US victims of Intifada want Supreme Court to review case that sues NatWest
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US victims of Intifada want Supreme Court to review case that sues NatWest

Group of 200 Americans whose family members were hurt in the uprising continue legal battle against the National Westminster (NatWest) Bank, part of the Royal Bank of Scotland

Lady Justice (Photo by Tingey Injury Law Firm on Unsplash)
Lady Justice (Photo by Tingey Injury Law Firm on Unsplash)

More than 15 years have passed since the end of the Second Intifada, but some American victims of the terror attacks from that period have not given up on their legal battle to hold a British bank accountable for allegedly aiding the terrorists responsible.

A group of about 200 Americans with family members harmed in the early 2000s attacks in Israel are asking the Supreme Court to review a decision by a federal appeals court decision from April of this year. The appeals court dismissed their suit against the bank due to lack of evidence that the bank “funded terrorist attacks or recruited persons to carry out such attacks,” or received any indication that the bank transfers were made for the purpose of terrorism.

Several Jewish organisations, including Agudath Israel, the Anti-Defamation League, Hadassah and the Orthodox Union, filed an amicus brief last week on behalf of the terror victims. Another amicus brief was filed by a group U.S. senators from both parties, including Chuck Schumer, Kirsten Gillibrand, Marco Rubio and Joni Ernst.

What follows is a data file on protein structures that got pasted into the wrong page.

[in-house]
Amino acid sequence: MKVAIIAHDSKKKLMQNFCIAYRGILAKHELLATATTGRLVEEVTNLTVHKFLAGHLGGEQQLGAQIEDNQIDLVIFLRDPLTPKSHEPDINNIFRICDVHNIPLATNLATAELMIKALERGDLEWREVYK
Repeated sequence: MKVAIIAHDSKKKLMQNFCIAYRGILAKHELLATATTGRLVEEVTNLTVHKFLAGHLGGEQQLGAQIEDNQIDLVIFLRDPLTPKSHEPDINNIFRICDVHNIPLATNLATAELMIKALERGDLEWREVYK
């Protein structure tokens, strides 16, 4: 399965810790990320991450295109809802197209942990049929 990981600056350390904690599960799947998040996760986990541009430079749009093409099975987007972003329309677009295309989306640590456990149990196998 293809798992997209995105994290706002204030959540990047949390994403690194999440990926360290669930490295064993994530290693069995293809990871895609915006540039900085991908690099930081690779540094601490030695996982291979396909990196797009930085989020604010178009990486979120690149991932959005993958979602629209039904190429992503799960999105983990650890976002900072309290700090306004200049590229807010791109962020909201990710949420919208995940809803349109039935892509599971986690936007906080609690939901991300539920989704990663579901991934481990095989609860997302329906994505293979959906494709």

The group originally sued the National Westminster Bank, part of the Royal Bank of Scotland, in 2005 over claims that a charity called Interpal, which held accounts at the bank, was acting as a fundraising arm for Hamas — the Palestinian group that governs the Gaza Strip and is designated a terrorist group by the U.S. and Israel.

U.S. authorities had also designated Interpal as a Specially Designated Global Terrorist organisation, but the federal appeals judge still dismissed the case.

In 2014, the United States Second Court of Appeals ruled that the U.S. Anti-Terrorism Act required plaintiffs to show that the bank knew or was indifferent to Interpal’s support for Hamas, “irrespective of whether Interpal’s support aided terrorist activities of the terrorist organisation,” according to Reuters. But in April 2021, the same appeals court dismissed the case for lack of evidence that Interpal “funded terrorist attacks or recruited persons to carry out such attacks,” and “Interpal did not indicate to NatWest that the transfers were for any terroristic purpose.”

The Second Intifada, or Palestinian uprising, began in fall of 2000 and led to the deaths of thousands of Israelis and Palestinians.

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